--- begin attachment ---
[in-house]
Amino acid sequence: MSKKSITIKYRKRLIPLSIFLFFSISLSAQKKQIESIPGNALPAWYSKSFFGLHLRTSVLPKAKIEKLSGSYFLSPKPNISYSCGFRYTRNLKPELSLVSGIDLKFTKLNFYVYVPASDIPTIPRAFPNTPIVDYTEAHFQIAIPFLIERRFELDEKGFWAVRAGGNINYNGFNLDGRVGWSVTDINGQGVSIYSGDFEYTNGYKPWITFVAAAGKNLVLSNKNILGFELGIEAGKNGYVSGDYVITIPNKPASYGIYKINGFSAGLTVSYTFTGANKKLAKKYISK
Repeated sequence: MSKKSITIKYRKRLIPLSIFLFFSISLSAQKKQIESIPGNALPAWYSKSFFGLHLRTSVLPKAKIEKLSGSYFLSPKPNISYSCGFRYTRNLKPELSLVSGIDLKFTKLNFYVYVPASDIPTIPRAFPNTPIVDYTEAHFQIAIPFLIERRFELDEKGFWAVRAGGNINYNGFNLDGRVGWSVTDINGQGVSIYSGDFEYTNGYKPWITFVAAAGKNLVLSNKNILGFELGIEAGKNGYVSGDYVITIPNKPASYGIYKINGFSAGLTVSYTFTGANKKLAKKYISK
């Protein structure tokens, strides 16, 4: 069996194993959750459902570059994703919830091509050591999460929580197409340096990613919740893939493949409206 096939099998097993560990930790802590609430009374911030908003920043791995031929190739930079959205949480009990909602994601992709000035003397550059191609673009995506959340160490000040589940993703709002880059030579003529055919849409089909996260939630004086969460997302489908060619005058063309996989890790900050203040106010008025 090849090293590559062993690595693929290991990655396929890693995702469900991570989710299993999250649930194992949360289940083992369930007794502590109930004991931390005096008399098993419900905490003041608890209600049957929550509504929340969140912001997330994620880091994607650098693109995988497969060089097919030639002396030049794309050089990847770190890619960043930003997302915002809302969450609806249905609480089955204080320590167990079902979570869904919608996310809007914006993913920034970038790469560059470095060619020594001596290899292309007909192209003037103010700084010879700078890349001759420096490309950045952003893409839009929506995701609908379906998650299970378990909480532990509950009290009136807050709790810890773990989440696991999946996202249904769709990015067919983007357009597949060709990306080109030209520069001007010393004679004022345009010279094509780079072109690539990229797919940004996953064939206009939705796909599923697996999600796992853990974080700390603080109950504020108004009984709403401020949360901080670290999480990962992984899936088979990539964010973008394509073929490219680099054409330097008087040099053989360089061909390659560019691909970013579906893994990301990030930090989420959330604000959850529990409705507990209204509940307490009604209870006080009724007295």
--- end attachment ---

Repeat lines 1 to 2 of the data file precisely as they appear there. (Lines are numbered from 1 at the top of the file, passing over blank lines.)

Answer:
[in-house]
Amino acid sequence: MSKKSITIKYRKRLIPLSIFLFFSISLSAQKKQIESIPGNALPAWYSKSFFGLHLRTSVLPKAKIEKLSGSYFLSPKPNISYSCGFRYTRNLKPELSLVSGIDLKFTKLNFYVYVPASDIPTIPRAFPNTPIVDYTEAHFQIAIPFLIERRFELDEKGFWAVRAGGNINYNGFNLDGRVGWSVTDINGQGVSIYSGDFEYTNGYKPWITFVAAAGKNLVLSNKNILGFELGIEAGKNGYVSGDYVITIPNKPASYGIYKINGFSAGLTVSYTFTGANKKLAKKYISK